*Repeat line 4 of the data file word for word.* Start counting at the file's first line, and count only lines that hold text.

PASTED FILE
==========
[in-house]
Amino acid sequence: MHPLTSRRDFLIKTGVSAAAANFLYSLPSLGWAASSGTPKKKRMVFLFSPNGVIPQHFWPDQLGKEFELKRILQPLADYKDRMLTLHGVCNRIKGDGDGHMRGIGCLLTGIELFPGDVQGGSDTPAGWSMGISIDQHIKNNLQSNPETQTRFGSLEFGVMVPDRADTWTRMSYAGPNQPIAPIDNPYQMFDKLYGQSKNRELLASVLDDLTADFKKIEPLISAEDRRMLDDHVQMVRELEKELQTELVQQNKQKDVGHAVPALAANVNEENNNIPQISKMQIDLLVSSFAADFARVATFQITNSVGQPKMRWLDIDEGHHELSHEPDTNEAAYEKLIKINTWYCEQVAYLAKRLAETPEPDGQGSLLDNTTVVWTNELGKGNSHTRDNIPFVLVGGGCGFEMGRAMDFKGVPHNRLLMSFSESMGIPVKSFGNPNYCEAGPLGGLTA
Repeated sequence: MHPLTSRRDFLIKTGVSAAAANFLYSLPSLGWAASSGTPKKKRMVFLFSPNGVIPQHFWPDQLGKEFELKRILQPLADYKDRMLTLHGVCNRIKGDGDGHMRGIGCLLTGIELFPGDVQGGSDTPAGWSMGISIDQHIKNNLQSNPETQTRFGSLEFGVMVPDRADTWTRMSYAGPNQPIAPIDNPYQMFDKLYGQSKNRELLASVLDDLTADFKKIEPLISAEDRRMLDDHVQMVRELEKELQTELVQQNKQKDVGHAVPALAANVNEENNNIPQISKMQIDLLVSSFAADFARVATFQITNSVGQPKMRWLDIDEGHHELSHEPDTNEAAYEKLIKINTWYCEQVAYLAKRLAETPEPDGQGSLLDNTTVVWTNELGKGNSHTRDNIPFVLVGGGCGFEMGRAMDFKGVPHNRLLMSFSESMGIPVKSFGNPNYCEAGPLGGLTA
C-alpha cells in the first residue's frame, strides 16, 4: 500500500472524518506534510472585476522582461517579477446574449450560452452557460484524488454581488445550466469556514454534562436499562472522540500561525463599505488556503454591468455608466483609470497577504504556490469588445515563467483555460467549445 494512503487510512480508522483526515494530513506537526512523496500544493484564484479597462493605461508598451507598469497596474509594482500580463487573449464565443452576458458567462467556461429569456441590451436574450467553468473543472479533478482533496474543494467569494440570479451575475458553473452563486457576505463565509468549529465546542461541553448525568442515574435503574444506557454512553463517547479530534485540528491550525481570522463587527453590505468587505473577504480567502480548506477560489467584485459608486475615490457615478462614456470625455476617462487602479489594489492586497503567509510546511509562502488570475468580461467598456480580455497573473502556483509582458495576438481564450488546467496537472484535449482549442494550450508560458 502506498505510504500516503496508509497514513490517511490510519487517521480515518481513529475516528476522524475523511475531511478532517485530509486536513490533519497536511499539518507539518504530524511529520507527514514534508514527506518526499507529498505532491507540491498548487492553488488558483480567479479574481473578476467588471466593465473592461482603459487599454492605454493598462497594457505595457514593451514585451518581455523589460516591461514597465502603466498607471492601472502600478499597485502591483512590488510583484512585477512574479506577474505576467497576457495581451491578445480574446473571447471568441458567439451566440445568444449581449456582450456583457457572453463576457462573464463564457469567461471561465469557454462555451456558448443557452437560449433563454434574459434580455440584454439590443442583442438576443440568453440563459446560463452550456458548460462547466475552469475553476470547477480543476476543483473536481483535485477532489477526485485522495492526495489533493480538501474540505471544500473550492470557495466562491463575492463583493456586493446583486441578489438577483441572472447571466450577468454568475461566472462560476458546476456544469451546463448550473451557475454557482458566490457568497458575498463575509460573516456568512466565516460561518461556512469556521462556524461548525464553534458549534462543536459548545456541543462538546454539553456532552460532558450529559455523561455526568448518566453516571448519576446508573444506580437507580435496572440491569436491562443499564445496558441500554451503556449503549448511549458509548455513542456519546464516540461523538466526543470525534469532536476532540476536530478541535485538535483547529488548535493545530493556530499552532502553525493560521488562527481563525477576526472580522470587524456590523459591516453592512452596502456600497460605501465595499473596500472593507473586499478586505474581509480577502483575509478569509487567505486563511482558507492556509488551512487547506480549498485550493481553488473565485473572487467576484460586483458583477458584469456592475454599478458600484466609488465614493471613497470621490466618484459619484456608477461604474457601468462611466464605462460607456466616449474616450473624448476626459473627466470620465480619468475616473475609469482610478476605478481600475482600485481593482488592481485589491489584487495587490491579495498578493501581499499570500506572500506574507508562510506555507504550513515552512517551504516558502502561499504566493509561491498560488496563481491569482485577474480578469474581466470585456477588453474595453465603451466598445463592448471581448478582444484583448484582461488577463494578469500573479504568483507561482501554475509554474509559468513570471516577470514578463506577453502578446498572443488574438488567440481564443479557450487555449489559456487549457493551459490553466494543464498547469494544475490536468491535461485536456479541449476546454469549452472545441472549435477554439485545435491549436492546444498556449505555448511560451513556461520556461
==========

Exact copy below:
C-alpha cells in the first residue's frame, strides 16, 4: 500500500472524518506534510472585476522582461517579477446574449450560452452557460484524488454581488445550466469556514454534562436499562472522540500561525463599505488556503454591468455608466483609470497577504504556490469588445515563467483555460467549445 494512503487510512480508522483526515494530513506537526512523496500544493484564484479597462493605461508598451507598469497596474509594482500580463487573449464565443452576458458567462467556461429569456441590451436574450467553468473543472479533478482533496474543494467569494440570479451575475458553473452563486457576505463565509468549529465546542461541553448525568442515574435503574444506557454512553463517547479530534485540528491550525481570522463587527453590505468587505473577504480567502480548506477560489467584485459608486475615490457615478462614456470625455476617462487602479489594489492586497503567509510546511509562502488570475468580461467598456480580455497573473502556483509582458495576438481564450488546467496537472484535449482549442494550450508560458 502506498505510504500516503496508509497514513490517511490510519487517521480515518481513529475516528476522524475523511475531511478532517485530509486536513490533519497536511499539518507539518504530524511529520507527514514534508514527506518526499507529498505532491507540491498548487492553488488558483480567479479574481473578476467588471466593465473592461482603459487599454492605454493598462497594457505595457514593451514585451518581455523589460516591461514597465502603466498607471492601472502600478499597485502591483512590488510583484512585477512574479506577474505576467497576457495581451491578445480574446473571447471568441458567439451566440445568444449581449456582450456583457457572453463576457462573464463564457469567461471561465469557454462555451456558448443557452437560449433563454434574459434580455440584454439590443442583442438576443440568453440563459446560463452550456458548460462547466475552469475553476470547477480543476476543483473536481483535485477532489477526485485522495492526495489533493480538501474540505471544500473550492470557495466562491463575492463583493456586493446583486441578489438577483441572472447571466450577468454568475461566472462560476458546476456544469451546463448550473451557475454557482458566490457568497458575498463575509460573516456568512466565516460561518461556512469556521462556524461548525464553534458549534462543536459548545456541543462538546454539553456532552460532558450529559455523561455526568448518566453516571448519576446508573444506580437507580435496572440491569436491562443499564445496558441500554451503556449503549448511549458509548455513542456519546464516540461523538466526543470525534469532536476532540476536530478541535485538535483547529488548535493545530493556530499552532502553525493560521488562527481563525477576526472580522470587524456590523459591516453592512452596502456600497460605501465595499473596500472593507473586499478586505474581509480577502483575509478569509487567505486563511482558507492556509488551512487547506480549498485550493481553488473565485473572487467576484460586483458583477458584469456592475454599478458600484466609488465614493471613497470621490466618484459619484456608477461604474457601468462611466464605462460607456466616449474616450473624448476626459473627466470620465480619468475616473475609469482610478476605478481600475482600485481593482488592481485589491489584487495587490491579495498578493501581499499570500506572500506574507508562510506555507504550513515552512517551504516558502502561499504566493509561491498560488496563481491569482485577474480578469474581466470585456477588453474595453465603451466598445463592448471581448478582444484583448484582461488577463494578469500573479504568483507561482501554475509554474509559468513570471516577470514578463506577453502578446498572443488574438488567440481564443479557450487555449489559456487549457493551459490553466494543464498547469494544475490536468491535461485536456479541449476546454469549452472545441472549435477554439485545435491549436492546444498556449505555448511560451513556461520556461